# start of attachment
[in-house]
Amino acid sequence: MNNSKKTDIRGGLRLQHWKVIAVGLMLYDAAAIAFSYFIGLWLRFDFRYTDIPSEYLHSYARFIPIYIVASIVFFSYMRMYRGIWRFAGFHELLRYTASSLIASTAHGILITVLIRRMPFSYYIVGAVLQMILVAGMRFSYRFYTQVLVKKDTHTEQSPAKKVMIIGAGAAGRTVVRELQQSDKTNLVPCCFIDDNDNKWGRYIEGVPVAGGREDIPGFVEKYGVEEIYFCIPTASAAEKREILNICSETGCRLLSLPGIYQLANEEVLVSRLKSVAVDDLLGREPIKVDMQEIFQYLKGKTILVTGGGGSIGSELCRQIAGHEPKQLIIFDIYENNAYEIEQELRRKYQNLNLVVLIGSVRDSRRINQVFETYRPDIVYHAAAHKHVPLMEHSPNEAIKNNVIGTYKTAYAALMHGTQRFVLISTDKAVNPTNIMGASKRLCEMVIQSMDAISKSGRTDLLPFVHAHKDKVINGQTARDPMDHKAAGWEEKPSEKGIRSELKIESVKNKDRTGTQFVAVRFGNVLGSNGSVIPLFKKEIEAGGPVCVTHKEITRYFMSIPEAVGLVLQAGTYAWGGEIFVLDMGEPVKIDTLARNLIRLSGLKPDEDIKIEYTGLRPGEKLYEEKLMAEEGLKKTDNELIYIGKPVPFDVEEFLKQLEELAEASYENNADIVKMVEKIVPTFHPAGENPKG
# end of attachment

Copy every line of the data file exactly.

[in-house]
Amino acid sequence: MNNSKKTDIRGGLRLQHWKVIAVGLMLYDAAAIAFSYFIGLWLRFDFRYTDIPSEYLHSYARFIPIYIVASIVFFSYMRMYRGIWRFAGFHELLRYTASSLIASTAHGILITVLIRRMPFSYYIVGAVLQMILVAGMRFSYRFYTQVLVKKDTHTEQSPAKKVMIIGAGAAGRTVVRELQQSDKTNLVPCCFIDDNDNKWGRYIEGVPVAGGREDIPGFVEKYGVEEIYFCIPTASAAEKREILNICSETGCRLLSLPGIYQLANEEVLVSRLKSVAVDDLLGREPIKVDMQEIFQYLKGKTILVTGGGGSIGSELCRQIAGHEPKQLIIFDIYENNAYEIEQELRRKYQNLNLVVLIGSVRDSRRINQVFETYRPDIVYHAAAHKHVPLMEHSPNEAIKNNVIGTYKTAYAALMHGTQRFVLISTDKAVNPTNIMGASKRLCEMVIQSMDAISKSGRTDLLPFVHAHKDKVINGQTARDPMDHKAAGWEEKPSEKGIRSELKIESVKNKDRTGTQFVAVRFGNVLGSNGSVIPLFKKEIEAGGPVCVTHKEITRYFMSIPEAVGLVLQAGTYAWGGEIFVLDMGEPVKIDTLARNLIRLSGLKPDEDIKIEYTGLRPGEKLYEEKLMAEEGLKKTDNELIYIGKPVPFDVEEFLKQLEELAEASYENNADIVKMVEKIVPTFHPAGENPKG